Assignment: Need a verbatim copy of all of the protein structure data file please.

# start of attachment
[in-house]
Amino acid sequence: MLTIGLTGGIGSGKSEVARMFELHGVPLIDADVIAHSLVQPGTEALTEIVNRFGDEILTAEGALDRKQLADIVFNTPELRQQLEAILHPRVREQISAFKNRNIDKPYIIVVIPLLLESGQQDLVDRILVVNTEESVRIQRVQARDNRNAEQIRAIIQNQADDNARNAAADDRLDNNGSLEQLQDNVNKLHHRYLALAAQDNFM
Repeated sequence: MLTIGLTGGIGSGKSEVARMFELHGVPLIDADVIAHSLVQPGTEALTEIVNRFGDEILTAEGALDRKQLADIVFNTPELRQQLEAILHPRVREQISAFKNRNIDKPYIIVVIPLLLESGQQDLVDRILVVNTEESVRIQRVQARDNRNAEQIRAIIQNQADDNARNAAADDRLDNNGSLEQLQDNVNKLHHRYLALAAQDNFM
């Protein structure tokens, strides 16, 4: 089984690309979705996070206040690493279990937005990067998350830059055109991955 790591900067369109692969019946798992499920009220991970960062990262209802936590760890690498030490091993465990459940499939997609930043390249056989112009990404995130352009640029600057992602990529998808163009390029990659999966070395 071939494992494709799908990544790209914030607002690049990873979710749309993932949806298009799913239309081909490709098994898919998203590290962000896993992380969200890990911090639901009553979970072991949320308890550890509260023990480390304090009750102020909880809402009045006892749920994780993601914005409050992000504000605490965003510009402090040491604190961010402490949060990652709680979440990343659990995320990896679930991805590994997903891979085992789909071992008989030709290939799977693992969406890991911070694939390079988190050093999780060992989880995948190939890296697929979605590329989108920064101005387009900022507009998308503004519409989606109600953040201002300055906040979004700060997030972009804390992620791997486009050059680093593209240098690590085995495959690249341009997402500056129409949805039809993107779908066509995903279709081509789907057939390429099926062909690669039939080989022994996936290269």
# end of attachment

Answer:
[in-house]
Amino acid sequence: MLTIGLTGGIGSGKSEVARMFELHGVPLIDADVIAHSLVQPGTEALTEIVNRFGDEILTAEGALDRKQLADIVFNTPELRQQLEAILHPRVREQISAFKNRNIDKPYIIVVIPLLLESGQQDLVDRILVVNTEESVRIQRVQARDNRNAEQIRAIIQNQADDNARNAAADDRLDNNGSLEQLQDNVNKLHHRYLALAAQDNFM
Repeated sequence: MLTIGLTGGIGSGKSEVARMFELHGVPLIDADVIAHSLVQPGTEALTEIVNRFGDEILTAEGALDRKQLADIVFNTPELRQQLEAILHPRVREQISAFKNRNIDKPYIIVVIPLLLESGQQDLVDRILVVNTEESVRIQRVQARDNRNAEQIRAIIQNQADDNARNAAADDRLDNNGSLEQLQDNVNKLHHRYLALAAQDNFM
């Protein structure tokens, strides 16, 4: 089984690309979705996070206040690493279990937005990067998350830059055109991955 790591900067369109692969019946798992499920009220991970960062990262209802936590760890690498030490091993465990459940499939997609930043390249056989112009990404995130352009640029600057992602990529998808163009390029990659999966070395 071939494992494709799908990544790209914030607002690049990873979710749309993932949806298009799913239309081909490709098994898919998203590290962000896993992380969200890990911090639901009553979970072991949320308890550890509260023990480390304090009750102020909880809402009045006892749920994780993601914005409050992000504000605490965003510009402090040491604190961010402490949060990652709680979440990343659990995320990896679930991805590994997903891979085992789909071992008989030709290939799977693992969406890991911070694939390079988190050093999780060992989880995948190939890296697929979605590329989108920064101005387009900022507009998308503004519409989606109600953040201002300055906040979004700060997030972009804390992620791997486009050059680093593209240098690590085995495959690249341009997402500056129409949805039809993107779908066509995903279709081509789907057939390429099926062909690669039939080989022994996936290269």